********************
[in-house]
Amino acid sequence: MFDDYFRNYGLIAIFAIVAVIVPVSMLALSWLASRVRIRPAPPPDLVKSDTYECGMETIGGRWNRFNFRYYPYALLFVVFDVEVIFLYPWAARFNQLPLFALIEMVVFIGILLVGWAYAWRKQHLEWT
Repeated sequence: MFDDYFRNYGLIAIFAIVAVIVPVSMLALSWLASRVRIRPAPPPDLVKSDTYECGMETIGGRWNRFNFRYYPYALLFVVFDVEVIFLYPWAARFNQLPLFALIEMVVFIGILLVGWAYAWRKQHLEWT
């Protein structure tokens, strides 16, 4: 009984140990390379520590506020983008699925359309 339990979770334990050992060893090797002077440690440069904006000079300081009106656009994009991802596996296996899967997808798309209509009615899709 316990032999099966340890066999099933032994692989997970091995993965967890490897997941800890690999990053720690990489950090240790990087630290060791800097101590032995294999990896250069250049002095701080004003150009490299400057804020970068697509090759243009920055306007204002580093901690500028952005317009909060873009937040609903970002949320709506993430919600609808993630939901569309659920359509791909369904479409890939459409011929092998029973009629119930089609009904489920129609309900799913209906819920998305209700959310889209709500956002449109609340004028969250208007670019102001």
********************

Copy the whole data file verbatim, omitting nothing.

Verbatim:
[in-house]
Amino acid sequence: MFDDYFRNYGLIAIFAIVAVIVPVSMLALSWLASRVRIRPAPPPDLVKSDTYECGMETIGGRWNRFNFRYYPYALLFVVFDVEVIFLYPWAARFNQLPLFALIEMVVFIGILLVGWAYAWRKQHLEWT
Repeated sequence: MFDDYFRNYGLIAIFAIVAVIVPVSMLALSWLASRVRIRPAPPPDLVKSDTYECGMETIGGRWNRFNFRYYPYALLFVVFDVEVIFLYPWAARFNQLPLFALIEMVVFIGILLVGWAYAWRKQHLEWT
């Protein structure tokens, strides 16, 4: 009984140990390379520590506020983008699925359309 339990979770334990050992060893090797002077440690440069904006000079300081009106656009994009991802596996296996899967997808798309209509009615899709 316990032999099966340890066999099933032994692989997970091995993965967890490897997941800890690999990053720690990489950090240790990087630290060791800097101590032995294999990896250069250049002095701080004003150009490299400057804020970068697509090759243009920055306007204002580093901690500028952005317009909060873009937040609903970002949320709506993430919600609808993630939901569309659920359509791909369904479409890939459409011929092998029973009629119930089609009904489920129609309900799913209906819920998305209700959310889209709500956002449109609340004028969250208007670019102001």